Crazy Diamond - the story begins...
By Jude O'Flynn
My name is Nick Moore, which is also an instruction to steal things. Somehow, I’ve been accepted into Cambridge University. I’m single and the college I’m at has a 9:1 female-male ratio.
I almost missed this chance to escape Basingstoke. My History A-level exams didn’t quite go as planned. I didn’t attend one of them and I may as well have not turned up to the other. The exam board made my E a D because of ‘mitigating circumstances’, which can be described as follows: I was living with Mum in a flat in the roughest part of town; the block of flats was set on fire on our first day; concentrating on revision is difficult when you can hear screaming by the chip shop. But I got an A in English Literature, and a combination of unusually low grade requirements and natural charisma secured me a ticket to paradise.
Mum and Dad split up around the time I started at sixth form and he’s allegedly now on an island where puffins outnumber people. While I was relieved to be away from the constant tension of an unhappy marriage, it was on balance slightly preferable to living in an area where it’s considered unusual not to have a criminal record. Talking of which, the less said about Thor’s violent past the better, as it only elevates his usual angry state to furniture-breaking rage. Thor – aka Pete – is a mad Scottish-Norwegian mechanic who Mum contacted on a whim, having not spoken to him since they were at school together. Just after my exams, the three of us moved to a house in a cul-de-sac, which means I’m obliged to refer to Thor as my stepdad. He’s deeply resentful at having obligations too, such as driving me to Cambridge. I’m grateful that he’s only mentioned ‘getting a proper job’ 89 times on the way.
A couple of hours after dumping my belongings in my new room, my Mum’s tears still drying on my shoulder, I end up speaking with George (male, sadly). He’s hanging around the pigeonholes, looking as if he’s expecting a letter despite us both having just arrived.
‘The new Radiohead album’s out today,’ he says, finally appearing to accept that the postman won’t be arriving soon.
‘I’ve been looking forward to buying it for ages. Which way is town?’
George gestures with a nod and begins to lead the way. I suppose I’ll have to survey the landscape later, and I don’t mean the Botanic Garden. On the way to town, we talk about A-level grades and our entrance interviews. He doesn’t believe that I got in by simply repeating the words ‘socio-economic factors’. It certainly wasn’t my appearance. Barnardo’s charity shops aren’t known for selling on quality clothes but given that I was basically a feral child at the time, it seemed an appropriate place to buy my suit. I can only compare the material to cardboard, which inconveniently restricted the movement of my limbs. The chap who originally wore it at his wedding must have had tremendous trouble doing Saturday Night Fever, though his robot dance has no doubt gone into folklore.
‘They’ve got another one coming out in a few months, haven’t they? I ask George.
‘I can’t remember what it’s called…’
I smile at him. He stares at the traffic lights, affronted that they’re still red, and I laugh at his lack of laughter and the way he says ‘amnesiac’. I’ve never met a Yorkshireman before. All I know about Yorkshire is the pudding, Emmerdale, and Alan Bennett. If he asks me, I’ll say I’m from Hampshire. Telling someone you’re from Basingstoke results in ‘roundabouts’, ‘I’ve driven past it,’ or silence. And although I don’t fancy George and therefore wouldn’t be utterly dejected at an abrupt silence on this occasion, I resist the temptation to talk about geography. Anyway, I don’t want to talk about home. We’re in the centre of Cambridge and for the first time that I can remember I admire buildings and do little touristy gasps, cricking my neck to look up and simultaneously bumping into the locals and other students doing the same as me. Minus all the restaurants and cafes, it’s a massive posh set for a film about princes and princesses. We’re walking up Sidney Street and I’m just about to sneak into Sidney Sussex College when George proclaims, ‘It’s there.’ He does another nod and it takes me a couple of seconds to see Fopp. Even the record shops have quaint names.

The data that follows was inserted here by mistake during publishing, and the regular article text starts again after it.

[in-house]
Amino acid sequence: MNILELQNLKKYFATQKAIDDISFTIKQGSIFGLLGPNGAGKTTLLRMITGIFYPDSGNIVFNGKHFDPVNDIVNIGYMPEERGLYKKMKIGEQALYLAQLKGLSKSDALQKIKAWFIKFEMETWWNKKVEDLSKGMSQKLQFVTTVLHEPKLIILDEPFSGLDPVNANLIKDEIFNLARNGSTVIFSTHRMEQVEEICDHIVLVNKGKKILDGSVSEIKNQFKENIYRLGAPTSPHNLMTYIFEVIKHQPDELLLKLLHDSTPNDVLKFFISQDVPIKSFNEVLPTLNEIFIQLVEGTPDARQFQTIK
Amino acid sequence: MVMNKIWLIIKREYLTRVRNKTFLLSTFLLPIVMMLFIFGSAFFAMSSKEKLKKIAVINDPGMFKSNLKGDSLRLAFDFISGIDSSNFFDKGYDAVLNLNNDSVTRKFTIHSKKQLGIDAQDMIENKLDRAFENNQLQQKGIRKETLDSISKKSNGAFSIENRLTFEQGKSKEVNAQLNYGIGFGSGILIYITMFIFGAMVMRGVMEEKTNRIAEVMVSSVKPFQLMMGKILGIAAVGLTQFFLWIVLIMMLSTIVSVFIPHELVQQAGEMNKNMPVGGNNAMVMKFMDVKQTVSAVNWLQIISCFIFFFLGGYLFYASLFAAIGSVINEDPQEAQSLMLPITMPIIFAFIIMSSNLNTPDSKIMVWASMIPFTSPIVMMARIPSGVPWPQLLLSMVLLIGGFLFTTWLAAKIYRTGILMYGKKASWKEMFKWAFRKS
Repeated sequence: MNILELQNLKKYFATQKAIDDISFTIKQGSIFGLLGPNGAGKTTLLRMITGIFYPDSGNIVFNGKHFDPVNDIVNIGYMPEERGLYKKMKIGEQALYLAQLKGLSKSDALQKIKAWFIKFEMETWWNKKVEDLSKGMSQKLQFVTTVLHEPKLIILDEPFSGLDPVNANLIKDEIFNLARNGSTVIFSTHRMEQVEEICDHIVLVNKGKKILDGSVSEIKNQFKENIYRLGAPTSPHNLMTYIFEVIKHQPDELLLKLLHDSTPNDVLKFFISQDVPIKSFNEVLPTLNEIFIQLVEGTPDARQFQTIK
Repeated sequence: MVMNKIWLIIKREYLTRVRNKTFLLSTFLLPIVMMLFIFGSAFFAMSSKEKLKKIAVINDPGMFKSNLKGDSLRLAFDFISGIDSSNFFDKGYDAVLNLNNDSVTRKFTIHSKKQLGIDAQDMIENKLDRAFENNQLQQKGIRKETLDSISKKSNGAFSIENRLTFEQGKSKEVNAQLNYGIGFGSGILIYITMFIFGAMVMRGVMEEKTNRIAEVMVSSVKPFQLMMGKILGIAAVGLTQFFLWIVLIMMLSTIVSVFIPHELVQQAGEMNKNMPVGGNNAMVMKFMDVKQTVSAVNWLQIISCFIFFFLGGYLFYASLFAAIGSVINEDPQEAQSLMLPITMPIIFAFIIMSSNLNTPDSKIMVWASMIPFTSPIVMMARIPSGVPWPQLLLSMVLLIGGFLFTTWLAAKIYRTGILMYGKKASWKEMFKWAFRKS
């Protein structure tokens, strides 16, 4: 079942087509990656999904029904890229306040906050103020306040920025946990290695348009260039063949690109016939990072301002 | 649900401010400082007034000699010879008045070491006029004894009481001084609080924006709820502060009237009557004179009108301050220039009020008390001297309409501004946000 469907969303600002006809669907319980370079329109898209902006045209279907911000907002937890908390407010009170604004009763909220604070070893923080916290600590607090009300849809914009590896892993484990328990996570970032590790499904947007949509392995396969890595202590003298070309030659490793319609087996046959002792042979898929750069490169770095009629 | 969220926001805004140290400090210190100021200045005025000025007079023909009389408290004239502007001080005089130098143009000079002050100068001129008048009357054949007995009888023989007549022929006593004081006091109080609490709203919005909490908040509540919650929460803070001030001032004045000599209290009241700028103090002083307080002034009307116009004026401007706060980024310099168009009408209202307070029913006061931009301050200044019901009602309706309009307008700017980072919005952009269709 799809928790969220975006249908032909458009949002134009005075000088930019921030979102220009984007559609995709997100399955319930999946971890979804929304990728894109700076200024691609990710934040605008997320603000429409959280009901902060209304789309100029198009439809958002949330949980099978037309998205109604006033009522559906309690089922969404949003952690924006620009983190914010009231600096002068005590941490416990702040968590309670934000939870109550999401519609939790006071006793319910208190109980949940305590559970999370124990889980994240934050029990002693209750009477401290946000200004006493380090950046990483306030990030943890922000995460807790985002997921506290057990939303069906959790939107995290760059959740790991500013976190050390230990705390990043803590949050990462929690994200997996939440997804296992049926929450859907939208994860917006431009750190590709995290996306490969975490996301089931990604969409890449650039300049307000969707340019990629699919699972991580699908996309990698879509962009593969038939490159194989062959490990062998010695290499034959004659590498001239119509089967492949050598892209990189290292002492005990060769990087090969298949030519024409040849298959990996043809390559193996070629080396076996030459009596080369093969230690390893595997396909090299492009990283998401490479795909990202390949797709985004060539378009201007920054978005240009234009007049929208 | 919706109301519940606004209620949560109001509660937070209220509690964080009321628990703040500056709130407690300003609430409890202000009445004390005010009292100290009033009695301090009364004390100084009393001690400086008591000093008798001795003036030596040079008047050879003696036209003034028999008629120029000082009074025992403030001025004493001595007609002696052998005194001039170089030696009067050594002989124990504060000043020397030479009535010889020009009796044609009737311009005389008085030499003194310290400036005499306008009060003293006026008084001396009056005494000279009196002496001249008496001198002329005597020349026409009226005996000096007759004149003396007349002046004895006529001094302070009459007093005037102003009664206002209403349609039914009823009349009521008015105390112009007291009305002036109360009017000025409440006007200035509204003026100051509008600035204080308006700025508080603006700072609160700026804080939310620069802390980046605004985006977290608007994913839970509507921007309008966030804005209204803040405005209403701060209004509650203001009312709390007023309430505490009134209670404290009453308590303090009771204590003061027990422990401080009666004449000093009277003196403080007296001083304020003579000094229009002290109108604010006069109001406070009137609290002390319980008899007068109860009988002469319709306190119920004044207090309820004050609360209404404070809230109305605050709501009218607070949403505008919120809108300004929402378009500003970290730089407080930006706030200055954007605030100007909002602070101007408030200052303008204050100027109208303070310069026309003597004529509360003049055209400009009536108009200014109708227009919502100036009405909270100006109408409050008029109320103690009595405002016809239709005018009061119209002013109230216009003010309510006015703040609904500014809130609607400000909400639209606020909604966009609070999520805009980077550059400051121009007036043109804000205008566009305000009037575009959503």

On the way back, it’s heads down this time, focussing on the thin box of treasure in my hands.
‘Sounds like quite a happy album!’ I squeal. ‘Everything in Its Right Place, Optimistic…’
‘How to Disappear Completely, In Limbo…’ George replies instantly. He’s not looking at his copy of the album. He just knows.
‘Apparently it’s influenced by Aphex Twin. Have you heard of them?’
‘Him. Not ‘them’. Him,’ and he closes his eyes in fury at my lack of music knowledge.
‘Sorry.’ Better change the subject by talking about subjects.
‘What course are you on?’
He turns to look at me.
‘Great. We’ll probably be in the same class.’
No acknowledgement. We cross the road.
‘Got any plans for Freshers’ Week?’
George whips out his copy of ‘Kid A’ and holds it to my face, almost clotheslining an elderly woman and forcing her to limbo under his arm. I look round to see if she’s OK and she gives me the finger despite me being entirely blameless. This is my first interaction with a female in Cambridge and I wonder if it’s a bad omen.
‘Do you want to check out the student bar later?’ I call out to George.
‘No, I’m going to listen to this album and enjoy the oxygen in my room. For God’s sake, use the shower that you’re paying through the nose for!’